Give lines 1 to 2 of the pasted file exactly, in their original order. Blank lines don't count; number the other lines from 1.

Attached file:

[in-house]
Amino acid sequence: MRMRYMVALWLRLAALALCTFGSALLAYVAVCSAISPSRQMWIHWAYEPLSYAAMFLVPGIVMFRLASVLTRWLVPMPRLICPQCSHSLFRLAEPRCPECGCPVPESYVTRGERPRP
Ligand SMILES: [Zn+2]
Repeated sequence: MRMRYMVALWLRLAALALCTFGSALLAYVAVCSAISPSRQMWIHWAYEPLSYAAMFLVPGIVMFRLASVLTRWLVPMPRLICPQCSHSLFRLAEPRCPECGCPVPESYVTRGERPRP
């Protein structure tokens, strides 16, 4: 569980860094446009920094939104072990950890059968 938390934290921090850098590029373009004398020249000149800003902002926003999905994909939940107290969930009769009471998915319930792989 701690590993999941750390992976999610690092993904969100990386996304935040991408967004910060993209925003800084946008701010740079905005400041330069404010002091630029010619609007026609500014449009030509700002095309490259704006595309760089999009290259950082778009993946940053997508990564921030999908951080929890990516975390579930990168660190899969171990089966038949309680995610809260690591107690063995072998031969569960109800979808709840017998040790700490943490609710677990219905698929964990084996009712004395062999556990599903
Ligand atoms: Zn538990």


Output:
[in-house]
Amino acid sequence: MRMRYMVALWLRLAALALCTFGSALLAYVAVCSAISPSRQMWIHWAYEPLSYAAMFLVPGIVMFRLASVLTRWLVPMPRLICPQCSHSLFRLAEPRCPECGCPVPESYVTRGERPRP